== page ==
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NIMBioS Education Module

Fossil Finder!

This educational computer game was designed for grades 6-8, but may be enjoyed by more advanced students as well. In this game, players at a fossil excavation site travel up and down in a mining elevator to collect fossils from different geologic eras. While they race against the clock to dig through rock and find fossils, they must apply the fundamentals of scientific notation, exponent laws, and the concepts of stratigraphy, deep time, and the increasing complexity of life over time to become the best fossil finder!

The computer game was developed as a part of NIMBioS' Summer Research Experiences for Undergraduates 2016 (SRE) project Developing Computer Games for Teaching Biology. Three undergraduate students designed and developed this game under the guidance of their project mentors. This game was inspired by and adapted from the Biology in a Box Fossil Unit.

Materials Needed:
The Fossil Finder Computer Game is played through a web browser at //sre/FossilFinder. This game runs on the Unity Pro Web Player on Windows or Mac OS X. The plugin does not work with Google Chrome. Depending on your internet connection, it may take a while for the game to load. Please be patient! Avoid hitting your browser's "back" button, which will cause the game to reload.

How to Play

  • Use the left and right arrow keys to move around. Press "H" to access the home screen with instructions, and the "Return to Game" button to go back to the fossil excavation site.
  • To your left an elevator will take you to the stratum, or geologic layer, corresponding to a time period of your choice. The elevator requires the number of years that you wish to go into the past. However, the elevator requires numbers to be entered in a variety of formats, meaning that you will have to convert the number given.
  • Use the number keys on your keyboard to enter the appropriate digits. Use the 'enter' or 'return' key to move on to the next input box.
  • Once at the stratum, begin excavating fossils by using the spacebar to chisel away the rock layer. Simply remove rock until you find a fossil. After you have found a fossil, you must return to the elevator with your discovery (you wouldn't want it to be damaged, after all). Once back at the elevator, you may once again choose the layer corresponding to the time period that you would like to learn about.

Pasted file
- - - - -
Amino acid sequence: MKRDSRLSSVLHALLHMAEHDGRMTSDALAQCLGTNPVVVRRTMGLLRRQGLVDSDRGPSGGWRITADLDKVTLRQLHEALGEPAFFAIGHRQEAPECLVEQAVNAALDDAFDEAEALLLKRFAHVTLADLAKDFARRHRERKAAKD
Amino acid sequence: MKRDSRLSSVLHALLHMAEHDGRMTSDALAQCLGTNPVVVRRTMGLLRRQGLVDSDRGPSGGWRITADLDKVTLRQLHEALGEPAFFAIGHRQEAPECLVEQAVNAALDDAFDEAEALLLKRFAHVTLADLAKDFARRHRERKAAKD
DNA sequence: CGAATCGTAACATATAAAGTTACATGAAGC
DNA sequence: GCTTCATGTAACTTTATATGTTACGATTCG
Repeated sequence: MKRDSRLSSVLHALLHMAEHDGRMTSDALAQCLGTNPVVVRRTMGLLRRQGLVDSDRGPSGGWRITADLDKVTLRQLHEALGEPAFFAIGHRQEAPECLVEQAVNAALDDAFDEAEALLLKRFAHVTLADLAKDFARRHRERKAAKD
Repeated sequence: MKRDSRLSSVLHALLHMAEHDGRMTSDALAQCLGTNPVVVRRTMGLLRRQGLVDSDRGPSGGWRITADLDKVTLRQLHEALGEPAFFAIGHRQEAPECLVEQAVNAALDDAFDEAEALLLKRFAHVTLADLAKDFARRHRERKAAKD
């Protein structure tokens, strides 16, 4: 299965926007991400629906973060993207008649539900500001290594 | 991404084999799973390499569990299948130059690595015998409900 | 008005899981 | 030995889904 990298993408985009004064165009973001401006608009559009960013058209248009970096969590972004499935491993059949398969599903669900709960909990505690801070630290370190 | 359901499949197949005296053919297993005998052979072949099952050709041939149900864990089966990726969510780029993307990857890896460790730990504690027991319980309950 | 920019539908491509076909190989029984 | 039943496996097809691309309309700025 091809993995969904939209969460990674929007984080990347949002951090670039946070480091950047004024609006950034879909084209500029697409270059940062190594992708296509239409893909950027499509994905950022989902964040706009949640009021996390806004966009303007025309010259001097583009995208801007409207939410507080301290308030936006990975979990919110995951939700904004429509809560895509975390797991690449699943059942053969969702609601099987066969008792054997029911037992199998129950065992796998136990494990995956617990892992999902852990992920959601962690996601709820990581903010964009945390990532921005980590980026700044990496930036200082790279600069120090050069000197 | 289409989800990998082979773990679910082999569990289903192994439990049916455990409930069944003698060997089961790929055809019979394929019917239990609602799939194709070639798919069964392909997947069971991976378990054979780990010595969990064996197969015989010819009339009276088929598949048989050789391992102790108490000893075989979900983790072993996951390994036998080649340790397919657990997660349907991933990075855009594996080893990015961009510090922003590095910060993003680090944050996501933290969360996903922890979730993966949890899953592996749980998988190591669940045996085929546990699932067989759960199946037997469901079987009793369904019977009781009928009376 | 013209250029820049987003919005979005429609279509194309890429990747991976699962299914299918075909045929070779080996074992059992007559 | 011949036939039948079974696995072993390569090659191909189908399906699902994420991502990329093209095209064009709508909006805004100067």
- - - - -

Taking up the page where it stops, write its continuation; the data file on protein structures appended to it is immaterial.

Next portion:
• A timeline for reference is located on the left side of the screen so that you have some idea when and for how long each of the time periods occurred.
  • You receive points for finding fossils. Fossils that you have not seen before are worth more points. Additionally, at the top of the screen, look for a 'bonus fossil' that is worth extra points. Going to the time period of that fossil will allow you to find that fossil.
  • However, keep in mind that you only have five minutes to do all your excavation, but this doesn't include time traveling in the elevator, so feel free to move between layers as much as you wish. The time limit also does not include time on the menu or reading about the fossils you find. Your remaining time as well as score is located in the upper right corner of the screen.
  • Note that within the game there is a tutorial on scientific notation and exponent laws and information about geologic time and eras that players may find helpful.
  • Have fun exploring!

Science and Mathematics Standards

Other NIMBioS education modules

For further information, please contact:

Suzanne Lenhart
Associate Director for Education and Outreach
Ph: (865) 974-4270 (Math)   (865) 974-9349 (NIMBioS)   Fax: (865) 974-9300
NIMBioS, 1122 Volunteer Blvd., Suite 106
University of Tennessee
Knoxville, TN 37996-3410

1122 Volunteer Blvd., Suite 106
University of Tennessee
Knoxville, TN 37996-3410
PH: (865) 974-9334
FAX: (865) 974-9461
Contact NIMBioS

From 2008 until early 2021, NIMBioS was supported by the National Science Foundation through NSF Award #DBI-1300426, with additional support from The University of Tennessee, Knoxville. Any opinions, findings, and conclusions or recommendations expressed in this material are those of the author(s) and do not necessarily reflect the views of the National Science Foundation.
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